Starring: John Volanthen, Rick Stanton, Richard Harris
Director: Elizabeth Chai Vasarhelyi, Jimmy Chin
Running Time: 107 mins
The Rescue is an American documentary about the remarkable Tham Luang operation, in which an international team of divers aimed to retrieve a team of boys stranded deep inside a flooded cave.
Following on from the success of their staggeringly beautiful documentary Free Solo, Elizabeth Chai Vasarhelyi and Jimmy Chin return with another spectacular love letter to extreme outdoors activities, but this time tinged with more grounded emotional depth, as we look into the world-famous rescue of the boys trapped in a Thai cave.
However, if you’re looking for a bog-standard retelling of the events that unfolded at the cave in summer 2018, then this isn’t the first film you’ll want to watch. While The Rescue is an insightful, moving and visually spectacular look into the affair, it focuses more heavily on the story around the individuals who came to take part in the rescue mission.
A more standard dramatisation of the story is 2019’s The Cave, however The Rescue far outstrips that film when it comes to insight and emotional depth, delivering an absolutely enthralling study of how the people who executed the rescue came to be there.
And this is how The Rescue serves more as a love letter to cave diving than a pure retelling of the events of the rescue mission itself. Much like the directing pair’s previous films Meru and Free Solo, this film is all about understanding the personalities who involve themselves in an extreme activity like cave diving, why they do it, and the stories that have emerged from their pursuits in this most unusual of hobbies.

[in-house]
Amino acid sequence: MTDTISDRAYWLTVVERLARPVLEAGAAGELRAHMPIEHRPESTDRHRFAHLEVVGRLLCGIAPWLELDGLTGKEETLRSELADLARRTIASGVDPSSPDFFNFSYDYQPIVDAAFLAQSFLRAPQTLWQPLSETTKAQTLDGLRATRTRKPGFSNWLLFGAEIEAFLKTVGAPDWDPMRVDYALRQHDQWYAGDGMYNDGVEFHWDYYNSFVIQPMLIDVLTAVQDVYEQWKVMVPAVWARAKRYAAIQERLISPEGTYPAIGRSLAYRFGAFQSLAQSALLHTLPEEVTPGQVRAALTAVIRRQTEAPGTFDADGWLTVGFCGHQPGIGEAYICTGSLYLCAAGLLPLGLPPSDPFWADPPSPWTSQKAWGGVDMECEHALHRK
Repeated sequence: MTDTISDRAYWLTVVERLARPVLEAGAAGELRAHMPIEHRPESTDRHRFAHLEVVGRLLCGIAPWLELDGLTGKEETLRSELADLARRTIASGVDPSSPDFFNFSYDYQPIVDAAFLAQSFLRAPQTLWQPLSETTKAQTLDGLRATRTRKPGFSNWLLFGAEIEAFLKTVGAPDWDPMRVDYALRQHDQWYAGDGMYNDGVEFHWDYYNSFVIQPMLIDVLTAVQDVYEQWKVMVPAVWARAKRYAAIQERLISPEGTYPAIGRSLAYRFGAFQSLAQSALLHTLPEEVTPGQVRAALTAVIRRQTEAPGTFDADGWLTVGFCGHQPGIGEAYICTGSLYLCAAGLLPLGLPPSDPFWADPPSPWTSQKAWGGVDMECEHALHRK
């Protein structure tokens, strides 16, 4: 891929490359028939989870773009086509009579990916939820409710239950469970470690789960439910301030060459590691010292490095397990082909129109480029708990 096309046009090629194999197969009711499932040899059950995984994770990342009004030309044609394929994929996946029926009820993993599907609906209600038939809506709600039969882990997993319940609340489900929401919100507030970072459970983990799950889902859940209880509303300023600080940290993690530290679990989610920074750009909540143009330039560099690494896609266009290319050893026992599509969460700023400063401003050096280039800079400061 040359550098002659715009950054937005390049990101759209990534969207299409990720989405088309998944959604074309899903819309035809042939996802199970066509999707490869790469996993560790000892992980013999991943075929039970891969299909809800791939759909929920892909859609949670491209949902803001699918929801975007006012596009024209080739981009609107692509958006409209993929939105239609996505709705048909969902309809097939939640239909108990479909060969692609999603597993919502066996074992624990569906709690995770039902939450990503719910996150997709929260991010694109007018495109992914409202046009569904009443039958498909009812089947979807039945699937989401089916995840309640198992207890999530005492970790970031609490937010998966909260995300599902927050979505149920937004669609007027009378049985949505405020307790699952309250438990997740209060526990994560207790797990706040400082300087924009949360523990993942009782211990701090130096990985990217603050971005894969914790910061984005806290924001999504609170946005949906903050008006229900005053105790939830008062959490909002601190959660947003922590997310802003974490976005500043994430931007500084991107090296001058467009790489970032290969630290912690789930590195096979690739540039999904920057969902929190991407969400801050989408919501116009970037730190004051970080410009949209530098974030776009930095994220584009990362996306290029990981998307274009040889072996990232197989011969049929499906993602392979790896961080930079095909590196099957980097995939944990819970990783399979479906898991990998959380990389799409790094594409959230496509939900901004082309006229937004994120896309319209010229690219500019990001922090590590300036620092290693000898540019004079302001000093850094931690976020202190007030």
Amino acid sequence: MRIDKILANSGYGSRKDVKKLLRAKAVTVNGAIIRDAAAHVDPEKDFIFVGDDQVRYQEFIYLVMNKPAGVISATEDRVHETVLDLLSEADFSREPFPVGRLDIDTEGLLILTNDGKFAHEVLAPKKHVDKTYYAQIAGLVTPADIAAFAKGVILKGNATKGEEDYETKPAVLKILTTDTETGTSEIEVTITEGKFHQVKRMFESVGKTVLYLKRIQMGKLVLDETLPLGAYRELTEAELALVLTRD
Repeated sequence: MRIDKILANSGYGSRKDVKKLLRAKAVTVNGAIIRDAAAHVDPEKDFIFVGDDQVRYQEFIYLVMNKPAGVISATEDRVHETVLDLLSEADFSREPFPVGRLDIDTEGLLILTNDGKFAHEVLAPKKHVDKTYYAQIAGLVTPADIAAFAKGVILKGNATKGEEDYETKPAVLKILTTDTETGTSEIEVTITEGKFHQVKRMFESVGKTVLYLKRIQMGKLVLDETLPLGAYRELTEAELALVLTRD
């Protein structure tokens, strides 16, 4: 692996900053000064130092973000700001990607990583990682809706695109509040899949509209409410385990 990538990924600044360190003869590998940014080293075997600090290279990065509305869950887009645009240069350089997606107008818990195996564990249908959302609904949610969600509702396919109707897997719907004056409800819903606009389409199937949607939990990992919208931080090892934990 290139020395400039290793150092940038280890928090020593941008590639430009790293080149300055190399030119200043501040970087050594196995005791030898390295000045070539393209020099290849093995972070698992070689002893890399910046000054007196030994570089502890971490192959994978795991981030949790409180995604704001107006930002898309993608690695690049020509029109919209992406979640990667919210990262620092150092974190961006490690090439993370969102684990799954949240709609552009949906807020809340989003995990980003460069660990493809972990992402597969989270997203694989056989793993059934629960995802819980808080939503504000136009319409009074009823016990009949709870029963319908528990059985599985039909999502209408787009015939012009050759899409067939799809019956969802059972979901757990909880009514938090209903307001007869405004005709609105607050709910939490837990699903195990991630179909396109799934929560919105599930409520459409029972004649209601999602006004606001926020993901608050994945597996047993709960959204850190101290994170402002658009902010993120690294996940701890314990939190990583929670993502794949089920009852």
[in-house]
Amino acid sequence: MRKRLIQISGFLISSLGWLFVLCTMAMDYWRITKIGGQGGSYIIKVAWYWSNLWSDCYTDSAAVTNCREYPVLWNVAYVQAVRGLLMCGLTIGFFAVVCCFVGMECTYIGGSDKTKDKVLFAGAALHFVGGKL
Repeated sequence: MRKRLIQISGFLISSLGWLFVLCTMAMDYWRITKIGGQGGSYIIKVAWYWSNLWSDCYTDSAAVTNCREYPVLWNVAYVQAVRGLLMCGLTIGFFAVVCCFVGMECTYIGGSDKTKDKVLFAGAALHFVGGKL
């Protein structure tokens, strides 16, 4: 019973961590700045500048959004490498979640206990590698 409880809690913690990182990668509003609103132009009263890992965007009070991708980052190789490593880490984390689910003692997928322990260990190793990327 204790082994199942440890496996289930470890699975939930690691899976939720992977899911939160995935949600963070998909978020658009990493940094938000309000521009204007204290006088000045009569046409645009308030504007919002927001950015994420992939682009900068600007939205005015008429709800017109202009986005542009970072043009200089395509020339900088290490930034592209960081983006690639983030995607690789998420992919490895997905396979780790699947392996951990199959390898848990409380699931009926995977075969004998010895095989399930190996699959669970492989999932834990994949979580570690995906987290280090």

That more intimate focus means that The Rescue is a far more layered film than simply watching and hoping the boys trapped in the cave will be saved. Of course, as the story develops, the film puts a lot of emphasis on the tension and drama that surrounded the rescue operation, but it only does so once you’ve developed a strong understanding of the perils of cave diving, and a connection with the people who do it.
Complete with intimate, insightful interviews with the volunteer divers from around the world who carried out the most daring parts of the rescue mission, The Rescue really brings you deep into the world of cave diving, establishing immense emotional stakes that then lead brilliantly into the highly fraught rescue mission at the cave in Thailand.
With brilliant use of visual effects and re-enactments using the actual divers involved in the mission, The Rescue shows you in immense detail just how the mission was pulled off, with an immersive portrayal of the physical space of the cave in which the boys were trapped, and the ever-worsening conditions that meant time was of the essence in their retrieval.
Admittedly, the more claustrophobic setting for this story means that it doesn’t have the same jaw-dropping spectacle as Free Solo, which used its staggering scenery to take its story to an almost ethereal level, but The Rescue certainly doesn’t lag behind when it comes to portraying its story in insightful, moving and gripping fashion.
Spectacularly blending a love letter to cave diving with a step-by-step insight into the execution of the rescue mission, The Rescue is a brilliantly enthralling documentary from start to finish, shining new lights on an already world-famous story and the heroes who bravely came in to save the day. So, that’s why I’m giving The Rescue an 8.0 overall.